Novemberfest at Rustico: Think of Novemberfest as the low-key alternative to Snallygaster. While the sold-out Snallygaster was dedicated to bringing the country’s best beers to D.C., Novemberfest, held behind Rustico in Alexandria, limits its scope to 30 breweries and cideries from the Old Dominion, including the Veil, Pen Druid, Black Narrows and Blue Bee, as well as wines from Barboursville. There’s live music, a menu of barbecue and chili, and games for the kids. Just note that while Snallygaster went to unlimited samples this year, Novemberfest still requires food and drink tickets, and you’ll save a few bucks if you buy tickets in advance. Noon to 5 p.m. $10-$27.

Ren Faire at Right Proper Brewing Company: Didn’t have a chance to get out to Maryland’s Ren Fest to feast on a turkey leg? Right Proper Brewing’s Brookland brewery is bringing all of the Renaissance spirit to the city this weekend — well, except for the jousters on horseback. In partnership with the Virginia Renaissance Festival (which typically runs from May to June), you can enjoy Shakespeare, minstrels and ax throwing without leaving the District. Of course, you’ll be able to buy a big turkey leg to accompany your brew, along with some more modern fare, such as cheesecake on a stick. Through Sunday from noon to 6 p.m. Free.

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Loudoun’s Largest Halloween Party at the National Conference Center: Prizes will be awarded for the scariest, most original and best couple costumes at this post-Halloween bash, but a category called “Best Beer Costume” is probably the most appropriate. Twenty-seven breweries from across Loudoun County are each pouring a pair of beers, including Crooked Run, Adroit Theory, Ocelot and Lost Rhino, while the food menu includes hot dogs from Purcellville’s CEA Farms, barbecue and other treats. Noon to 6 p.m. $75. Designated drivers $25.

Baltimore Craft Beer Festival: Dozens of breweries from across the Free State descend on Baltimore’s Canton Waterfront Park for this annual festival: At last count, 154 beers were slated for tasting. Among the heavy-hitters — Union, Flying Dog, Brewer’s Art, Guinness Open Gate — there are plenty of smaller breweries that don’t turn up on D.C. area taps as often, such as Crooked Crab and Checkerspot, that make it worth the MARC trip to Baltimore. Another bonus: Some breweries will fill growlers if you bring your own. Live music, food trucks and an optional tasting of Maryland spirits add to the fun. 1:30 to 5 p.m. $45. VIP tickets cost $60 and include admission at noon.

Bone Yards at Yards Park: Not in the mood to piece together a topical costume for Halloween, but have a closet full of get-ups for Fido? Head down to Yards Park on Sunday for a puppy costume party. There will be all sorts of spooky seasonal activities, including crafts and face painting for those standing on two legs, and doggy trick-or-treating and a fashion show to flaunt your pup’s oh-so-clever whistleblower costume. Noon to 2 p.m. Free.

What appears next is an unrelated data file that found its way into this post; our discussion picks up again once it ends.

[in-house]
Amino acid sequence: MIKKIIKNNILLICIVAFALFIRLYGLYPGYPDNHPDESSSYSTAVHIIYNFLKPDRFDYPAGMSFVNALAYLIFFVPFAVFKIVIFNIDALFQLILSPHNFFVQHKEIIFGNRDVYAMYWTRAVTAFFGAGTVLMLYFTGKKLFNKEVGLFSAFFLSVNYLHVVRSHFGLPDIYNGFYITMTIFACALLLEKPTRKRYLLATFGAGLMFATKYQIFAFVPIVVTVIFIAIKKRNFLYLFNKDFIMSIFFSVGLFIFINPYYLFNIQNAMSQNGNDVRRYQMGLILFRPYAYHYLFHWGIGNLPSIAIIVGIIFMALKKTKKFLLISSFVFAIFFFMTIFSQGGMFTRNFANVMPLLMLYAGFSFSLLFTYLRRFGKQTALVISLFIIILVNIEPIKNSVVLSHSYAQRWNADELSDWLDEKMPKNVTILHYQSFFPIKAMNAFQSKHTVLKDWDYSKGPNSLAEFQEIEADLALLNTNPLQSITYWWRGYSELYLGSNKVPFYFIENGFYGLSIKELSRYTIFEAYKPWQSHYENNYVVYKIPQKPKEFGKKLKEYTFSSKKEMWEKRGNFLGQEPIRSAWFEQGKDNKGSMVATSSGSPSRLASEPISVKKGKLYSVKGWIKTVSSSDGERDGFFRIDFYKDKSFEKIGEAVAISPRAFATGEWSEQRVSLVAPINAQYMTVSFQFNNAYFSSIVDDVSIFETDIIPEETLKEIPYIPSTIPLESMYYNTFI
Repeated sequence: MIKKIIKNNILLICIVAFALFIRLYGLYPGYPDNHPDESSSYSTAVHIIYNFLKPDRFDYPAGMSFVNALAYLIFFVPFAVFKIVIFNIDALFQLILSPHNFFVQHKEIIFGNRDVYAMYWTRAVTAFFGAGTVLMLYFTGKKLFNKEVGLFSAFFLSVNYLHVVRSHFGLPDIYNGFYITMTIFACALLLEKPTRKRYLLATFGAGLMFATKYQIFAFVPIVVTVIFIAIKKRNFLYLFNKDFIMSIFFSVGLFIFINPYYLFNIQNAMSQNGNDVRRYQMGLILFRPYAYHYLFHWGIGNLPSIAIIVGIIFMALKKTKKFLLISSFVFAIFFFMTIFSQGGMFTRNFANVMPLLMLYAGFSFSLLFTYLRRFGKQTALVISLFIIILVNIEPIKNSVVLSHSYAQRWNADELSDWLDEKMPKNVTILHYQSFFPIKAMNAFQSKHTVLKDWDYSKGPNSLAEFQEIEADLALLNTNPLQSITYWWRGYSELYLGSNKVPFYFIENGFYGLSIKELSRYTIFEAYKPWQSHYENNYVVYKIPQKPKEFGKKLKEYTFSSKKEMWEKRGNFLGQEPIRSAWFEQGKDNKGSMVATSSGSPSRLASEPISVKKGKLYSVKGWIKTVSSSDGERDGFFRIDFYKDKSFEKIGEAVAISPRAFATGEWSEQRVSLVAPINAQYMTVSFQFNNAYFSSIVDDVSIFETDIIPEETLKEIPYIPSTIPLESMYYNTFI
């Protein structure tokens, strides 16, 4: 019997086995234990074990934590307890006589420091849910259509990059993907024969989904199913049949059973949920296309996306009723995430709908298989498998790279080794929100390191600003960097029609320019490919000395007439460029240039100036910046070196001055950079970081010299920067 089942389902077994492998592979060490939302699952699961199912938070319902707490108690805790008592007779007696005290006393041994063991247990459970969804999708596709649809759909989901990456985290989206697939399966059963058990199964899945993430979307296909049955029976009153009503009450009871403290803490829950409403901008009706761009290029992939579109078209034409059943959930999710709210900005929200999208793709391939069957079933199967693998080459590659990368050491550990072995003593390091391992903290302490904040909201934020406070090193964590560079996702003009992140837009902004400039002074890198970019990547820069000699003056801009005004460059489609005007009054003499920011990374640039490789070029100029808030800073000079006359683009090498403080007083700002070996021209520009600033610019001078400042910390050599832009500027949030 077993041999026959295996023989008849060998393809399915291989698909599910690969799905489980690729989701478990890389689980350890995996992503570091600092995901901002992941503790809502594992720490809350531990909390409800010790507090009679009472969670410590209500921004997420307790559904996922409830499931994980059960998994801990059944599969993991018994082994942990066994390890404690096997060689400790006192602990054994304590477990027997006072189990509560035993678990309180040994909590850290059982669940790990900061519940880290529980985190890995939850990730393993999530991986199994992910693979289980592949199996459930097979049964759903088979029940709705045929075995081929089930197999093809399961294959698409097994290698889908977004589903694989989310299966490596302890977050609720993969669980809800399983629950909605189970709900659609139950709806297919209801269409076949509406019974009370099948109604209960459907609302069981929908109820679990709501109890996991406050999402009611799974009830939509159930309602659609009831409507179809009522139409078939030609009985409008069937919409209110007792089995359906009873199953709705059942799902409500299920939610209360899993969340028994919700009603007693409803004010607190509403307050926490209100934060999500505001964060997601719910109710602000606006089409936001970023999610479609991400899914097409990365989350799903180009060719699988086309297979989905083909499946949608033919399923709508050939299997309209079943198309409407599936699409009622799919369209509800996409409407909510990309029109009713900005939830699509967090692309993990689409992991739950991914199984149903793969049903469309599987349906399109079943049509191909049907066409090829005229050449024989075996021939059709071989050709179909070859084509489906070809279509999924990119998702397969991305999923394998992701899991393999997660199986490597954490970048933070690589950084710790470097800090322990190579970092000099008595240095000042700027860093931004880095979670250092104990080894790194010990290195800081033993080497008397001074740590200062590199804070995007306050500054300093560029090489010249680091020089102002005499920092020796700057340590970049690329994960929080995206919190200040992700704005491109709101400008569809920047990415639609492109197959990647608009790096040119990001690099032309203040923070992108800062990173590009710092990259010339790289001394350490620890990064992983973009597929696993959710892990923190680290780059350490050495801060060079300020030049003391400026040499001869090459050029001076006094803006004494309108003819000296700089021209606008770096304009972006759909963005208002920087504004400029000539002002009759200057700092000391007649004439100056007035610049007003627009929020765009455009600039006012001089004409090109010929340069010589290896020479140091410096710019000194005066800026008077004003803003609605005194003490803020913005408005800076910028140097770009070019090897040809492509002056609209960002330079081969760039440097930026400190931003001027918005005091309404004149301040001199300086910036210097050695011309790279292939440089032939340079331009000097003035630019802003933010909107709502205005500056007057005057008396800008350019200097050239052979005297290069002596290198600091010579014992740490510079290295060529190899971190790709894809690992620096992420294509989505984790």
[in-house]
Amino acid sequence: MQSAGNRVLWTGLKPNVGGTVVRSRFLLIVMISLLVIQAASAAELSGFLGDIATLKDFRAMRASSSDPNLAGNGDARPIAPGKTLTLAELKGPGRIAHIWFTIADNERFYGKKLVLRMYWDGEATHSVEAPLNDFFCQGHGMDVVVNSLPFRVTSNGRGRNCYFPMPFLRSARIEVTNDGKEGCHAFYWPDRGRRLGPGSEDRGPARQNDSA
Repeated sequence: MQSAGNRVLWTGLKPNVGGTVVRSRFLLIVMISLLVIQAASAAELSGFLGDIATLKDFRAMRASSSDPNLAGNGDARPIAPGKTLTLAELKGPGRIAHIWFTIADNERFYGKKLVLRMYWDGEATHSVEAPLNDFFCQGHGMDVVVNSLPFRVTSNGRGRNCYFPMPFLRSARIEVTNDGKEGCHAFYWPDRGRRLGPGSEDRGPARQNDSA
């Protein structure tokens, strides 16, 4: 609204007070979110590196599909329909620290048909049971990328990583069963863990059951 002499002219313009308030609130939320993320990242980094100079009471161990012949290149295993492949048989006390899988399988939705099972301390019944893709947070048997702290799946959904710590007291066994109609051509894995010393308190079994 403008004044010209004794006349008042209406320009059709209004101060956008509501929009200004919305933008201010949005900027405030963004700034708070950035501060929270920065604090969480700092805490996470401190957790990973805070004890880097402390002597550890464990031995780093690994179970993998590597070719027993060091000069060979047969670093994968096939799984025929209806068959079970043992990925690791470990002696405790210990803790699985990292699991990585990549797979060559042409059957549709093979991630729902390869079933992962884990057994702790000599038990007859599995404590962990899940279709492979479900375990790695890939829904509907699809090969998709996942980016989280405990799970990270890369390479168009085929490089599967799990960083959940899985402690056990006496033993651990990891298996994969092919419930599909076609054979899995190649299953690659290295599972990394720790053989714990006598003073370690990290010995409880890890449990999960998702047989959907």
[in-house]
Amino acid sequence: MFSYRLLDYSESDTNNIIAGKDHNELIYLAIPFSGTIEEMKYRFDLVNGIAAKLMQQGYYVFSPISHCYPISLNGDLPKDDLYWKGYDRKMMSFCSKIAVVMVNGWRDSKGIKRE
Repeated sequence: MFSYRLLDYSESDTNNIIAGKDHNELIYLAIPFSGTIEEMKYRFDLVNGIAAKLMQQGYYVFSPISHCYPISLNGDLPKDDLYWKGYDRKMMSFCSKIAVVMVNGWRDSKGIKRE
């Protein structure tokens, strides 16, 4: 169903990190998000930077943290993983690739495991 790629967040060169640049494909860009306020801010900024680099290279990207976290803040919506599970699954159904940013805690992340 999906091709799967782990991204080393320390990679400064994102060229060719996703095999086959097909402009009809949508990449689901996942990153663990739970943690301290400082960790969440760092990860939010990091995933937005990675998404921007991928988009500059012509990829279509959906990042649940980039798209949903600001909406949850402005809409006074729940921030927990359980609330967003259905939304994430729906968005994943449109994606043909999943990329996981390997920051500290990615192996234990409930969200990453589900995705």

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All Souls Day at All Souls Bar: Creative cocktails, reasonable prices and a laid-back vibe make this Shaw corner bar one of the best watering holes in the District. If you haven’t experienced it, or haven’t visited in awhile, its annual All Souls Day Party is the perfect time to drop in. The formula is simple: $1 Tecate, $2 glasses of rosé, and $3 Makers Mark. (Regulars know that All Souls’ house cocktail is a combo consisting of a full glass of rosé and a hefty shot of Makers Mark.) DJ Lunch Money is on the deck from 7 p.m. to midnight. This year’s party is extra-special, as sales benefit José Andrés’s World Central Kitchen. 1 p.m. to 3 a.m. Free admission.

Sunday, Nov. 3

Momiji-gari: Japanese Autumn Leaf Viewing at Brookside Gardens: If you’re looking for something calming this weekend, head to Brookside Gardens for Momiji-gari (loosely translated into “maple leaf hunting”). A ticket gets you a guided tour through the Gude Garden, which has maple trees right around the peak of their foliage. Inside the garden’s Japanese teahouse, which overlooks a tranquil pond, you’ll be able to sip Japanese beers and sake, and sample traditional sweets, such as a moon cake. 2 to 4 p.m. $36-$40 (21 and older).

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D.C. Tweed Ride: If you’ve seen a band of bikers clad in tweed peddling penny-farthings through the streets of D.C., you haven’t been caught in a time warp: You’ve just witnessed the annual Tweed Ride. You don’t have to have a vintage bicycle to participate in this 11-year-old tradition — all you need to do is dress in your finest tweed or Jazz Age attire and gather at a to-be-revealed location at 11 a.m. A 10-mile through the city begins at noon, followed by an after-party at Roofers Union in Adams Morgan ($20-$25) with hot jazz and rags performed by the Foggy Bottom Whomp-Stompers. 11 a.m. Free.

— Hau Chu, Fritz Hahn, Adele Chapin, Rudi Greenberg and Chris Kelly